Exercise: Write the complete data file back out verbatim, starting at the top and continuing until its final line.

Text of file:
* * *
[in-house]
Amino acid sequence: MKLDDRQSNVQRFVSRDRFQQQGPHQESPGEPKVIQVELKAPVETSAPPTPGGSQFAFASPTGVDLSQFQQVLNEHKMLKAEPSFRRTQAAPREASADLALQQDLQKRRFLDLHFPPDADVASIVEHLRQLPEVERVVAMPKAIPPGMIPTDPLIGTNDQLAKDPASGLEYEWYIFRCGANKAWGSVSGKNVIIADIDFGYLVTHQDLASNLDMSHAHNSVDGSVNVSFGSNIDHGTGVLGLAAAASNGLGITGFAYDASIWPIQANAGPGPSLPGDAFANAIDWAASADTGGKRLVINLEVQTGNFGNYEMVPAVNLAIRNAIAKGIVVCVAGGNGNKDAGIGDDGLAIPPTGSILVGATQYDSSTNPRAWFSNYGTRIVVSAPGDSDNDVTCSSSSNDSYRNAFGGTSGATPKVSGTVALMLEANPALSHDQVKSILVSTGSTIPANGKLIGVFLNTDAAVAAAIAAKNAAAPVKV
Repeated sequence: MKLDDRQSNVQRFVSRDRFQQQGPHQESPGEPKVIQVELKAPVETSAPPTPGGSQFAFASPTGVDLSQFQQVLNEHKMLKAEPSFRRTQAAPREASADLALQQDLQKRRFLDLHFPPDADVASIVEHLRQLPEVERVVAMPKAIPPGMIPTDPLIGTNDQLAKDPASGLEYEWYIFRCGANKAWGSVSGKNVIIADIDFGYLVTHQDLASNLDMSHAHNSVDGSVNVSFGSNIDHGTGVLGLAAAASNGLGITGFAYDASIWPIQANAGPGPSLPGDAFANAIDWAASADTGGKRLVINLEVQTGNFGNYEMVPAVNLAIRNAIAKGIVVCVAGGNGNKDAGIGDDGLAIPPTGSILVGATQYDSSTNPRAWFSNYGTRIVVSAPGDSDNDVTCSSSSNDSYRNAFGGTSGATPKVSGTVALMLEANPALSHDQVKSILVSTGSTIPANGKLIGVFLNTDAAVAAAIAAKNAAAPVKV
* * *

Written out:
[in-house]
Amino acid sequence: MKLDDRQSNVQRFVSRDRFQQQGPHQESPGEPKVIQVELKAPVETSAPPTPGGSQFAFASPTGVDLSQFQQVLNEHKMLKAEPSFRRTQAAPREASADLALQQDLQKRRFLDLHFPPDADVASIVEHLRQLPEVERVVAMPKAIPPGMIPTDPLIGTNDQLAKDPASGLEYEWYIFRCGANKAWGSVSGKNVIIADIDFGYLVTHQDLASNLDMSHAHNSVDGSVNVSFGSNIDHGTGVLGLAAAASNGLGITGFAYDASIWPIQANAGPGPSLPGDAFANAIDWAASADTGGKRLVINLEVQTGNFGNYEMVPAVNLAIRNAIAKGIVVCVAGGNGNKDAGIGDDGLAIPPTGSILVGATQYDSSTNPRAWFSNYGTRIVVSAPGDSDNDVTCSSSSNDSYRNAFGGTSGATPKVSGTVALMLEANPALSHDQVKSILVSTGSTIPANGKLIGVFLNTDAAVAAAIAAKNAAAPVKV
Repeated sequence: MKLDDRQSNVQRFVSRDRFQQQGPHQESPGEPKVIQVELKAPVETSAPPTPGGSQFAFASPTGVDLSQFQQVLNEHKMLKAEPSFRRTQAAPREASADLALQQDLQKRRFLDLHFPPDADVASIVEHLRQLPEVERVVAMPKAIPPGMIPTDPLIGTNDQLAKDPASGLEYEWYIFRCGANKAWGSVSGKNVIIADIDFGYLVTHQDLASNLDMSHAHNSVDGSVNVSFGSNIDHGTGVLGLAAAASNGLGITGFAYDASIWPIQANAGPGPSLPGDAFANAIDWAASADTGGKRLVINLEVQTGNFGNYEMVPAVNLAIRNAIAKGIVVCVAGGNGNKDAGIGDDGLAIPPTGSILVGATQYDSSTNPRAWFSNYGTRIVVSAPGDSDNDVTCSSSSNDSYRNAFGGTSGATPKVSGTVALMLEANPALSHDQVKSILVSTGSTIPANGKLIGVFLNTDAAVAAAIAAKNAAAPVKV